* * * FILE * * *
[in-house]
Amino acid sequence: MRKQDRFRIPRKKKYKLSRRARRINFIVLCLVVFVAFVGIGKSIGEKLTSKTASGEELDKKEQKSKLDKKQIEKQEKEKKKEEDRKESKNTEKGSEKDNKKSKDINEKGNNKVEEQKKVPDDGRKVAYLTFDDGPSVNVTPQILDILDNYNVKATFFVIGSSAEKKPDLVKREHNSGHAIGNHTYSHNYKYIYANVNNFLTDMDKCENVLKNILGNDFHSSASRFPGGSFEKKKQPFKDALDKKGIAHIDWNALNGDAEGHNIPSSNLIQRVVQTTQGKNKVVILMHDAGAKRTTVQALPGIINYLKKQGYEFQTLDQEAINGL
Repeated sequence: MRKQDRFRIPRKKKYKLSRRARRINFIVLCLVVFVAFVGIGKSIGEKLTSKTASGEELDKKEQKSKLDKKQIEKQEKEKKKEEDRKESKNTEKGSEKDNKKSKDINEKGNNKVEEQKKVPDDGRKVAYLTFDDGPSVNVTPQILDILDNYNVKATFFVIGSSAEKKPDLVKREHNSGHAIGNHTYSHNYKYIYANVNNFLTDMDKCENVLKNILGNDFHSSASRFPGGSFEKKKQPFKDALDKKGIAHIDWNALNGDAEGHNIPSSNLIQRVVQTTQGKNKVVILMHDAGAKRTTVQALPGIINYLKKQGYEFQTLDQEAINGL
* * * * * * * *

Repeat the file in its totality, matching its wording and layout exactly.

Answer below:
[in-house]
Amino acid sequence: MRKQDRFRIPRKKKYKLSRRARRINFIVLCLVVFVAFVGIGKSIGEKLTSKTASGEELDKKEQKSKLDKKQIEKQEKEKKKEEDRKESKNTEKGSEKDNKKSKDINEKGNNKVEEQKKVPDDGRKVAYLTFDDGPSVNVTPQILDILDNYNVKATFFVIGSSAEKKPDLVKREHNSGHAIGNHTYSHNYKYIYANVNNFLTDMDKCENVLKNILGNDFHSSASRFPGGSFEKKKQPFKDALDKKGIAHIDWNALNGDAEGHNIPSSNLIQRVVQTTQGKNKVVILMHDAGAKRTTVQALPGIINYLKKQGYEFQTLDQEAINGL
Repeated sequence: MRKQDRFRIPRKKKYKLSRRARRINFIVLCLVVFVAFVGIGKSIGEKLTSKTASGEELDKKEQKSKLDKKQIEKQEKEKKKEEDRKESKNTEKGSEKDNKKSKDINEKGNNKVEEQKKVPDDGRKVAYLTFDDGPSVNVTPQILDILDNYNVKATFFVIGSSAEKKPDLVKREHNSGHAIGNHTYSHNYKYIYANVNNFLTDMDKCENVLKNILGNDFHSSASRFPGGSFEKKKQPFKDALDKKGIAHIDWNALNGDAEGHNIPSSNLIQRVVQTTQGKNKVVILMHDAGAKRTTVQALPGIINYLKKQGYEFQTLDQEAINGL